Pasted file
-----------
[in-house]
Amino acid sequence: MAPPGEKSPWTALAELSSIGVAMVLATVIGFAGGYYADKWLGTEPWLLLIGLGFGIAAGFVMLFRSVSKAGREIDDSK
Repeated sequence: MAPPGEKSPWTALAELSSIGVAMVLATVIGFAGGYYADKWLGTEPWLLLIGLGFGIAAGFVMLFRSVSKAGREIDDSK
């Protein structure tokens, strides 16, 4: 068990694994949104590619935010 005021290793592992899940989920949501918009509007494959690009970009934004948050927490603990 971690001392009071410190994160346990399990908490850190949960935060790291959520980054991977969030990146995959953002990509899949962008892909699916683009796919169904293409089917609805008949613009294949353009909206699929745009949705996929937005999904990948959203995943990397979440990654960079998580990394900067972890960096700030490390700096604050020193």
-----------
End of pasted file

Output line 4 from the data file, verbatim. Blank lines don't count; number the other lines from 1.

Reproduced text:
């Protein structure tokens, strides 16, 4: 068990694994949104590619935010 005021290793592992899940989920949501918009509007494959690009970009934004948050927490603990 971690001392009071410190994160346990399990908490850190949960935060790291959520980054991977969030990146995959953002990509899949962008892909699916683009796919169904293409089917609805008949613009294949353009909206699929745009949705996929937005999904990948959203995943990397979440990654960079998580990394900067972890960096700030490390700096604050020193």